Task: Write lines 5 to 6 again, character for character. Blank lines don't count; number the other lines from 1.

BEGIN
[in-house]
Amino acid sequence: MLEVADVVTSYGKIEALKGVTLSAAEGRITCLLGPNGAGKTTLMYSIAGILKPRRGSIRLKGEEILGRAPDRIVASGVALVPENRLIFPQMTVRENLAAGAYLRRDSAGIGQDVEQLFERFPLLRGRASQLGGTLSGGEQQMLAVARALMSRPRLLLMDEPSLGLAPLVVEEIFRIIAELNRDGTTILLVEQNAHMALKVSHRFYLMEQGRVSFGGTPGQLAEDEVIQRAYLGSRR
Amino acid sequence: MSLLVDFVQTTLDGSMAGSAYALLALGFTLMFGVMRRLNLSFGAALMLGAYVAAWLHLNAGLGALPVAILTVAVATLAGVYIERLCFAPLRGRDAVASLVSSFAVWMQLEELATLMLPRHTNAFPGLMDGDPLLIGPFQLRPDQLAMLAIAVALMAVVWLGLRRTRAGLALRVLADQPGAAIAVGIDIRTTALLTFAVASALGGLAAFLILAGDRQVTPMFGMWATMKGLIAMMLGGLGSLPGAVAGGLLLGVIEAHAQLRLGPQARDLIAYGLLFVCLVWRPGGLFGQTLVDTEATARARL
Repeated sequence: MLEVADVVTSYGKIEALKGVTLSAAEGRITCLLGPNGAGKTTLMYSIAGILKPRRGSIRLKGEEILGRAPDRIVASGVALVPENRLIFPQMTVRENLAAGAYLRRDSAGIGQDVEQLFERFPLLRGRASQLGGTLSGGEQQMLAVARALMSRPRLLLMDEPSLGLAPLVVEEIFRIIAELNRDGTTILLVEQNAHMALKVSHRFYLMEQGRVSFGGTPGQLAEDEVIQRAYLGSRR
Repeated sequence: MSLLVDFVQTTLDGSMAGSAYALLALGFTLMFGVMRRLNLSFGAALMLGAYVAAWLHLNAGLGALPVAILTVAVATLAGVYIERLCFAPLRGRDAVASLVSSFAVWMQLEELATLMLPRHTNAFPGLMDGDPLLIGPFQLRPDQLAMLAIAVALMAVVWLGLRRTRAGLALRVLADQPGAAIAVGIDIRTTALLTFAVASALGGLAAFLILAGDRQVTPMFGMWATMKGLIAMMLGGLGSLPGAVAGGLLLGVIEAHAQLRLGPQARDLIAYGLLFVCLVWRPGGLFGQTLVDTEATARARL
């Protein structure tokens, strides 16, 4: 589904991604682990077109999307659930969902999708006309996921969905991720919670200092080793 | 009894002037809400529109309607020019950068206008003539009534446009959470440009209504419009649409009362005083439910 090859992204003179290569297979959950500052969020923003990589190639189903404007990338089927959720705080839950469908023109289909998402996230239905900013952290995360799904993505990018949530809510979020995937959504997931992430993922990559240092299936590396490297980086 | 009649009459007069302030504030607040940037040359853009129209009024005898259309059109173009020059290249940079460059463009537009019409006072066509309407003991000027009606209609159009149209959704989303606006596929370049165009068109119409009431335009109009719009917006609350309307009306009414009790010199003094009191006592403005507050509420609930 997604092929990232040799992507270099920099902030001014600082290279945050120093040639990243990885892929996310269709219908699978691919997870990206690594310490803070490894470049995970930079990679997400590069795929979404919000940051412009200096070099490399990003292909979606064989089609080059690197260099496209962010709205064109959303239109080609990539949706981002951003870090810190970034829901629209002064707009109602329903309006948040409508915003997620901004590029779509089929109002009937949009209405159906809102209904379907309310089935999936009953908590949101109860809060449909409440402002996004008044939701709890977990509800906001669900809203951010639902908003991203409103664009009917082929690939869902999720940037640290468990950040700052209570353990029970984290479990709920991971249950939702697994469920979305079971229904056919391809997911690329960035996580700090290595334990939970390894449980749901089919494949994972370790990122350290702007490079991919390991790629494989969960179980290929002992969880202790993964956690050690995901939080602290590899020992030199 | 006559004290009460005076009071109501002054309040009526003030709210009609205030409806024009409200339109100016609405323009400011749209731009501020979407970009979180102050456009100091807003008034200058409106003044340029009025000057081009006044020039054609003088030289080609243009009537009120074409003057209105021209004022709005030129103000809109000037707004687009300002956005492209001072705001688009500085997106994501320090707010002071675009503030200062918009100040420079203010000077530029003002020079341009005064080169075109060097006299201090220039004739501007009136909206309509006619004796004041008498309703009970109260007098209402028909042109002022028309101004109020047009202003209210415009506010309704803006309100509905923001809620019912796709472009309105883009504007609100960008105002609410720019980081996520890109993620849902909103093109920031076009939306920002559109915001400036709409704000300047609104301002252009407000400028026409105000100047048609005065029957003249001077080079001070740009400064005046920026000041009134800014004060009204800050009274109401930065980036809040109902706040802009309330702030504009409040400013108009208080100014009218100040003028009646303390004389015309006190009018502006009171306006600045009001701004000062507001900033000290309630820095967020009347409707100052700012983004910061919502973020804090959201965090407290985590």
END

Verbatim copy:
Repeated sequence: MSLLVDFVQTTLDGSMAGSAYALLALGFTLMFGVMRRLNLSFGAALMLGAYVAAWLHLNAGLGALPVAILTVAVATLAGVYIERLCFAPLRGRDAVASLVSSFAVWMQLEELATLMLPRHTNAFPGLMDGDPLLIGPFQLRPDQLAMLAIAVALMAVVWLGLRRTRAGLALRVLADQPGAAIAVGIDIRTTALLTFAVASALGGLAAFLILAGDRQVTPMFGMWATMKGLIAMMLGGLGSLPGAVAGGLLLGVIEAHAQLRLGPQARDLIAYGLLFVCLVWRPGGLFGQTLVDTEATARARL
């Protein structure tokens, strides 16, 4: 589904991604682990077109999307659930969902999708006309996921969905991720919670200092080793 | 009894002037809400529109309607020019950068206008003539009534446009959470440009209504419009649409009362005083439910 090859992204003179290569297979959950500052969020923003990589190639189903404007990338089927959720705080839950469908023109289909998402996230239905900013952290995360799904993505990018949530809510979020995937959504997931992430993922990559240092299936590396490297980086 | 009649009459007069302030504030607040940037040359853009129209009024005898259309059109173009020059290249940079460059463009537009019409006072066509309407003991000027009606209609159009149209959704989303606006596929370049165009068109119409009431335009109009719009917006609350309307009306009414009790010199003094009191006592403005507050509420609930 997604092929990232040799992507270099920099902030001014600082290279945050120093040639990243990885892929996310269709219908699978691919997870990206690594310490803070490894470049995970930079990679997400590069795929979404919000940051412009200096070099490399990003292909979606064989089609080059690197260099496209962010709205064109959303239109080609990539949706981002951003870090810190970034829901629209002064707009109602329903309006948040409508915003997620901004590029779509089929109002009937949009209405159906809102209904379907309310089935999936009953908590949101109860809060449909409440402002996004008044939701709890977990509800906001669900809203951010639902908003991203409103664009009917082929690939869902999720940037640290468990950040700052209570353990029970984290479990709920991971249950939702697994469920979305079971229904056919391809997911690329960035996580700090290595334990939970390894449980749901089919494949994972370790990122350290702007490079991919390991790629494989969960179980290929002992969880202790993964956690050690995901939080602290590899020992030199 | 006559004290009460005076009071109501002054309040009526003030709210009609205030409806024009409200339109100016609405323009400011749209731009501020979407970009979180102050456009100091807003008034200058409106003044340029009025000057081009006044020039054609003088030289080609243009009537009120074409003057209105021209004022709005030129103000809109000037707004687009300002956005492209001072705001688009500085997106994501320090707010002071675009503030200062918009100040420079203010000077530029003002020079341009005064080169075109060097006299201090220039004739501007009136909206309509006619004796004041008498309703009970109260007098209402028909042109002022028309101004109020047009202003209210415009506010309704803006309100509905923001809620019912796709472009309105883009504007609100960008105002609410720019980081996520890109993620849902909103093109920031076009939306920002559109915001400036709409704000300047609104301002252009407000400028026409105000100047048609005065029957003249001077080079001070740009400064005046920026000041009134800014004060009204800050009274109401930065980036809040109902706040802009309330702030504009409040400013108009208080100014009218100040003028009646303390004389015309006190009018502006009171306006600045009001701004000062507001900033000290309630820095967020009347409707100052700012983004910061919502973020804090959201965090407290985590």